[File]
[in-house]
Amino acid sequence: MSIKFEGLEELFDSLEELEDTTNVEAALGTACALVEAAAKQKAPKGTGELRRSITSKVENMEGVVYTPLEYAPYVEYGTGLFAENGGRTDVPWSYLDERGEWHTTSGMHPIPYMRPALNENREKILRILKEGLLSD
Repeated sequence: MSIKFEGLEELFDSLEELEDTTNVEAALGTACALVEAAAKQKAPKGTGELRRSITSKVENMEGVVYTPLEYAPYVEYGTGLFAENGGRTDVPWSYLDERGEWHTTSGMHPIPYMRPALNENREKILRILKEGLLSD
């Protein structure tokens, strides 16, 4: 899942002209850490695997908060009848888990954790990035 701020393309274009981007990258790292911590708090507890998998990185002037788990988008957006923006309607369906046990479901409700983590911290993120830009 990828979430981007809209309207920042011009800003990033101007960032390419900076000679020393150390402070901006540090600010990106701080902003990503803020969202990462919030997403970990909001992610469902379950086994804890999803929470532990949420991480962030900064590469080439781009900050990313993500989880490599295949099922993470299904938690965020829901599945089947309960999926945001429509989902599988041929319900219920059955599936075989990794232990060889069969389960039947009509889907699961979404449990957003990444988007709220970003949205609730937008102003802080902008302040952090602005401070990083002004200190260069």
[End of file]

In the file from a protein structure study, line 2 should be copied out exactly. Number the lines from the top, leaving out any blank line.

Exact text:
Amino acid sequence: MSIKFEGLEELFDSLEELEDTTNVEAALGTACALVEAAAKQKAPKGTGELRRSITSKVENMEGVVYTPLEYAPYVEYGTGLFAENGGRTDVPWSYLDERGEWHTTSGMHPIPYMRPALNENREKILRILKEGLLSD